Plastic Optical Fiber in Medical Instruments
In addition to high speed communication in environments sensitive to electromagnetic interference, fiber optics are a part of many sensors that are developed and used for medical applications to monitor tissue, chemical factors, and to image patients less invasively than other techniques.
Medical imaging technologies such as MRI, CAT, PET, and X-ray scanners use high voltages to power coils or X-ray tubes. This generates significant electromagnetic interference (EMI) in the equipment and surrounding environment. Designers of these systems look to fiber optic cable to protect patients and equipment against the effects of this unwanted electromagnetic energy.
Patents exist for in vivo optical systems that can monitor tissue in live patients during operation that previously required samples to be removed. This is done through passive endoscopes that incorporate multicore fiber. A paper published by The Journal of Biophotonics in 2013, available here, describes the use of an endoscope like this to help diagnose stomach cancer.
Fiber Optic Imaging
Fiber optic imaging has seen a myriad of uses across many different industries. At its core, the optical transmission properties of fiber are used to transmit a complete image from end to end. To accomplish this, an image guide or coherent bundle of fiber is used to collect an image of the target or subject area, which is then relayed to the other end.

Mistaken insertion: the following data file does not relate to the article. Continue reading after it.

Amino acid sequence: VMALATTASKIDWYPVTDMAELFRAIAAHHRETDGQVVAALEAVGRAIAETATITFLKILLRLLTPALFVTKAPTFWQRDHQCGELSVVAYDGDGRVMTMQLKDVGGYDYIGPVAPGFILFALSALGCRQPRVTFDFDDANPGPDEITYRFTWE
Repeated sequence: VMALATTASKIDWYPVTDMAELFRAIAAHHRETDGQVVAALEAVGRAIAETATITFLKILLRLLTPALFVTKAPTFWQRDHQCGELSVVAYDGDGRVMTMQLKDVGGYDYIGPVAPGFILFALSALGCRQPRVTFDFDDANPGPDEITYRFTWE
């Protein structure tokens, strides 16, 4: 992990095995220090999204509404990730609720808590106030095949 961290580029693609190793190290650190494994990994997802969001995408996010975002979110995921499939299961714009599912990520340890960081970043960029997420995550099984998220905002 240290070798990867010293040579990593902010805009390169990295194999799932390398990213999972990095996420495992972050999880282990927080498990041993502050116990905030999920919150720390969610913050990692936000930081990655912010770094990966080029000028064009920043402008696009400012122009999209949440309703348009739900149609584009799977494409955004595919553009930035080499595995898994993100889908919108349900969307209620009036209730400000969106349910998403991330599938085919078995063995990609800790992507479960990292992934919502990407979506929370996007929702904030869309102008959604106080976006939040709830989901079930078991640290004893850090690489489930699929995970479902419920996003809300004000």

Imaging applications require individual fibers to be aligned, fused, and bundled to create an image guide. This is necessary because a single fiber optic cable is only capable of transmitting a single color of a given intensity, which is received at the light source or subject area. By bundling several, in some cases thousands, of individual fibers, an complete image can be collected and transmitted.
Medical Fiber Finishing
FiberFin’s proprietary finishing process lends itself to the medical field for medical optical fiber imaging and sensor applications. This process allows us to finish, or polish, POF to a mirror-like surface, down to 150μm in diameter, with a surface polish of no more than 3μm RMS.